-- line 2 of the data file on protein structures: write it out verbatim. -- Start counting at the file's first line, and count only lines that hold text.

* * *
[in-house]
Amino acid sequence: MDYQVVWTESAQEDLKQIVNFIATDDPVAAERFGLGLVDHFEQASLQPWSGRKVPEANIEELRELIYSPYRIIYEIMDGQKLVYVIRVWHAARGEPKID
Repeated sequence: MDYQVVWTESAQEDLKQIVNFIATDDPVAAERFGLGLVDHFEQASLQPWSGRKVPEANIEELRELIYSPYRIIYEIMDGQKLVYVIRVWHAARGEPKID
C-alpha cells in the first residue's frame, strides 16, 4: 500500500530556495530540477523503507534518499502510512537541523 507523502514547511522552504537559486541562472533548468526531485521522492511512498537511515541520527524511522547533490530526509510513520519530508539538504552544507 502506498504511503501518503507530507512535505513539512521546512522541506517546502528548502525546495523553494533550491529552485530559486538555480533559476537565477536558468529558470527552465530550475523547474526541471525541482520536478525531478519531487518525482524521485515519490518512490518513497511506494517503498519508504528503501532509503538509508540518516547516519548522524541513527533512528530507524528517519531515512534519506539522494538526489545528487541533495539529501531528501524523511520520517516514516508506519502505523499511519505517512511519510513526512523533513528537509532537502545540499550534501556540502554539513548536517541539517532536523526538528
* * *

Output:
Amino acid sequence: MDYQVVWTESAQEDLKQIVNFIATDDPVAAERFGLGLVDHFEQASLQPWSGRKVPEANIEELRELIYSPYRIIYEIMDGQKLVYVIRVWHAARGEPKID